This topic wasn’t on the list for discussion in this blog but it’s come up 3 times in the past 2 days and every time it makes me laugh. Why do you insist of cramming a square peg into a round hole? I’m not suggesting your hiring an engineer to do business development but I am suggesting that the person you’ve hired has a clear indication of failure and you just haven’t seen it yet.
It’s about fit. You have a firm that in order for someone to become a client needs to develop trust, show expertise, and create a relationship before someone commits yet you hire someone in business development that has always focused on transactions. Transactions usually equate to cold calling and cold calling is NOT how you get clients, its how you scare people away. You are referred in, are top of mind when the need arises, hold speaking engagements to showcase knowledge and value to generate recognition and interest; people don’t come to you because you called them out of the blue and knocked their socks off in an unsolicited call. Transaction sales people go after a quick turn around, they bring it in and leave it alone – not the right fit if you are looking to build relationships for your clientele. This is a longer sales cycle, it’s about developing trust and an understanding of right fit, value and need.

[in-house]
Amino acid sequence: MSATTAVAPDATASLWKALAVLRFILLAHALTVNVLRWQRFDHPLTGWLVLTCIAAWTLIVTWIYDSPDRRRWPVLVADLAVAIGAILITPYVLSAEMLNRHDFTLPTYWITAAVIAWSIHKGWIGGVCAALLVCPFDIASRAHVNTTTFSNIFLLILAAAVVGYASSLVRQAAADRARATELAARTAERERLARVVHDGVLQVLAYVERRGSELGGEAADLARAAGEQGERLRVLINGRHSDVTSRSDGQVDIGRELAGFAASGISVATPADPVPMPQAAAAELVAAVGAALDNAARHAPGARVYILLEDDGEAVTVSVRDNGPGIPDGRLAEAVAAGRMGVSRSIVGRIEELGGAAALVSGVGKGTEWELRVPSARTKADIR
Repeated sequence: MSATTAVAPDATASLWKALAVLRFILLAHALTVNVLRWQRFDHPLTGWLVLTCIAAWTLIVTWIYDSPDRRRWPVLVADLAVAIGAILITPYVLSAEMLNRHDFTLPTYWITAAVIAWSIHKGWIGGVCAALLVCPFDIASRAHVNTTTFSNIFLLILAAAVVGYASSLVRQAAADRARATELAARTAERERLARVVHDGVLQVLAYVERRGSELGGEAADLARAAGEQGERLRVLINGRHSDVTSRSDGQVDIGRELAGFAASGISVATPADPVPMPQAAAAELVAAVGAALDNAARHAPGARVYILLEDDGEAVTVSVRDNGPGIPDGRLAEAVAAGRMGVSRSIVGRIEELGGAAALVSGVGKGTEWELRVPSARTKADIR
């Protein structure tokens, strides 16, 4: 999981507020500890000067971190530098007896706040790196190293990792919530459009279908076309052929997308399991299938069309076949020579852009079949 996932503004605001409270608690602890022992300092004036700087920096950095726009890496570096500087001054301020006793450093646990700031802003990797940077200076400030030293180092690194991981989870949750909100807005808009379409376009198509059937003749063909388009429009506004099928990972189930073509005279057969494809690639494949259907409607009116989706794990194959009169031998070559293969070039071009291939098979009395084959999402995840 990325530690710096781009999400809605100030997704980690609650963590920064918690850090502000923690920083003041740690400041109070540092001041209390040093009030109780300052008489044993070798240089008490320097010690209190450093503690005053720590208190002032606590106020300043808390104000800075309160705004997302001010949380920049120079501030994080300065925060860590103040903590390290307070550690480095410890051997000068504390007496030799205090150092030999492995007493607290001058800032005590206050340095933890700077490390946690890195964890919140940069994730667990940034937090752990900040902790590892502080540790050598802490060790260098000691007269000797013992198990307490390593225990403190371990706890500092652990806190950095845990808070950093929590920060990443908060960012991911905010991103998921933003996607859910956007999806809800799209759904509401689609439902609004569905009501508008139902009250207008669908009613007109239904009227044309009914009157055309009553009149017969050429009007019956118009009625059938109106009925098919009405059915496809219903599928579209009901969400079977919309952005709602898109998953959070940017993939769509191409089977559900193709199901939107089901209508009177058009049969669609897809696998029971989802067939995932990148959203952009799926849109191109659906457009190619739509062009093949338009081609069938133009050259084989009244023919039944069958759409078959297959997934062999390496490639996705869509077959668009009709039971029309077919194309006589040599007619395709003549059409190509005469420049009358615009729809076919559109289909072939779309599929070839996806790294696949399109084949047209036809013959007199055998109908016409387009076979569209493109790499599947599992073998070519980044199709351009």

I’ve also seen a couple hires lately of business development people who can’t seem to keep jobs or have a personality that reminds me of old carpet. Nice people but insanely boring. Your business development staff shouldn’t put people to sleep, they should be able to generate some excitement – you don’t necessarily want the life of the party as they tend to be more self focused but you need someone with energy. Let’s think about the basics of business development –
- they need to feel comfortable in a room of strangers
- be able to communicate easily and build trust
- they need a high enough energy level to portray interest and excitement all throughout the day
- they need to be able to execute
- and for a services business they need to understand and be able to manage the process of developing a relationship with someone they just met
Industry specific – your business development person needs to know enough about your industry to be dangerous, and its tough to know how much they actually know versus what they’ve read or been told. Your interviews should be asking about how your would strategically grow my business – what areas would you take me, who should be my partners, what would you do that we aren’t already doing. If they can’t grasp your field and what makes your business thrive they aren’t the right fit.
As we start to see hiring in business development increase make sure you are choosing the right candidates. Just because its a fun interview doesn’t mean its going to work. I love to see hiring in the space, it means people are pulling their head out of the sand and getting back to business but don’t waste time and money on the wrong hire. In BD it will cost you more than lost wages.